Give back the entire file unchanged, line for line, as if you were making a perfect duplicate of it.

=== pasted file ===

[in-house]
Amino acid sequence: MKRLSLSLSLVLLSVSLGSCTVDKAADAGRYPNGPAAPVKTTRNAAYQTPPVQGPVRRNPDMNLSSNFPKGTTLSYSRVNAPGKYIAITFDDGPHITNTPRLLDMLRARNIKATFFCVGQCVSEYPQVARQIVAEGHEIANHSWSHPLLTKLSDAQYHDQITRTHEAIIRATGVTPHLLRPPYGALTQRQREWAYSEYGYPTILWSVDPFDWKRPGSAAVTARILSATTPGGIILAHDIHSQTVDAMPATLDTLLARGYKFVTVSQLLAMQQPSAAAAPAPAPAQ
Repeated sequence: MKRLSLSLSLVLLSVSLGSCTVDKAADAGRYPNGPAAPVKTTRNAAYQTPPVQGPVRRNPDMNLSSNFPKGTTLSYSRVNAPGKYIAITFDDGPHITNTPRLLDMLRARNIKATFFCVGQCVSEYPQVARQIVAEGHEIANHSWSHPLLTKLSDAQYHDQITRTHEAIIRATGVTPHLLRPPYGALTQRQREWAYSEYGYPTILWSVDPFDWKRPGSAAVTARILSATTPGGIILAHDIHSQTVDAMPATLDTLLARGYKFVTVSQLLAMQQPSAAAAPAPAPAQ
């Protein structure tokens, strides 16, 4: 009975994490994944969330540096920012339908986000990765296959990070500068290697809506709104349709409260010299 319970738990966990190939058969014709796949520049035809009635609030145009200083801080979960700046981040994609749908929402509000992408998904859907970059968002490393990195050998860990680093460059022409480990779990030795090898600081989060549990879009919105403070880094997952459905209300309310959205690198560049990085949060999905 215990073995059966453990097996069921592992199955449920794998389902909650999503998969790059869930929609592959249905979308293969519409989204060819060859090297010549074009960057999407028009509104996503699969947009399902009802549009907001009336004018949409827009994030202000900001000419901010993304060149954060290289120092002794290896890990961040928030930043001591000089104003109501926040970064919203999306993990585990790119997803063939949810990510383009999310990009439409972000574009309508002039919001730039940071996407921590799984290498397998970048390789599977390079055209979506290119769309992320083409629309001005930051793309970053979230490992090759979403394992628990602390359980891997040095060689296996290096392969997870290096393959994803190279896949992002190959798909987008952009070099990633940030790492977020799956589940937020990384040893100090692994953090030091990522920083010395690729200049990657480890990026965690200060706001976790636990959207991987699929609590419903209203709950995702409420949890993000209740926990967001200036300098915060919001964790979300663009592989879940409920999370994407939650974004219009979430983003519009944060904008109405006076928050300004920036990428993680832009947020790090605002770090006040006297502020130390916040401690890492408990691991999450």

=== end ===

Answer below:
[in-house]
Amino acid sequence: MKRLSLSLSLVLLSVSLGSCTVDKAADAGRYPNGPAAPVKTTRNAAYQTPPVQGPVRRNPDMNLSSNFPKGTTLSYSRVNAPGKYIAITFDDGPHITNTPRLLDMLRARNIKATFFCVGQCVSEYPQVARQIVAEGHEIANHSWSHPLLTKLSDAQYHDQITRTHEAIIRATGVTPHLLRPPYGALTQRQREWAYSEYGYPTILWSVDPFDWKRPGSAAVTARILSATTPGGIILAHDIHSQTVDAMPATLDTLLARGYKFVTVSQLLAMQQPSAAAAPAPAPAQ
Repeated sequence: MKRLSLSLSLVLLSVSLGSCTVDKAADAGRYPNGPAAPVKTTRNAAYQTPPVQGPVRRNPDMNLSSNFPKGTTLSYSRVNAPGKYIAITFDDGPHITNTPRLLDMLRARNIKATFFCVGQCVSEYPQVARQIVAEGHEIANHSWSHPLLTKLSDAQYHDQITRTHEAIIRATGVTPHLLRPPYGALTQRQREWAYSEYGYPTILWSVDPFDWKRPGSAAVTARILSATTPGGIILAHDIHSQTVDAMPATLDTLLARGYKFVTVSQLLAMQQPSAAAAPAPAPAQ
């Protein structure tokens, strides 16, 4: 009975994490994944969330540096920012339908986000990765296959990070500068290697809506709104349709409260010299 319970738990966990190939058969014709796949520049035809009635609030145009200083801080979960700046981040994609749908929402509000992408998904859907970059968002490393990195050998860990680093460059022409480990779990030795090898600081989060549990879009919105403070880094997952459905209300309310959205690198560049990085949060999905 215990073995059966453990097996069921592992199955449920794998389902909650999503998969790059869930929609592959249905979308293969519409989204060819060859090297010549074009960057999407028009509104996503699969947009399902009802549009907001009336004018949409827009994030202000900001000419901010993304060149954060290289120092002794290896890990961040928030930043001591000089104003109501926040970064919203999306993990585990790119997803063939949810990510383009999310990009439409972000574009309508002039919001730039940071996407921590799984290498397998970048390789599977390079055209979506290119769309992320083409629309001005930051793309970053979230490992090759979403394992628990602390359980891997040095060689296996290096392969997870290096393959994803190279896949992002190959798909987008952009070099990633940030790492977020799956589940937020990384040893100090692994953090030091990522920083010395690729200049990657480890990026965690200060706001976790636990959207991987699929609590419903209203709950995702409420949890993000209740926990967001200036300098915060919001964790979300663009592989879940409920999370994407939650974004219009979430983003519009944060904008109405006076928050300004920036990428993680832009947020790090605002770090006040006297502020130390916040401690890492408990691991999450």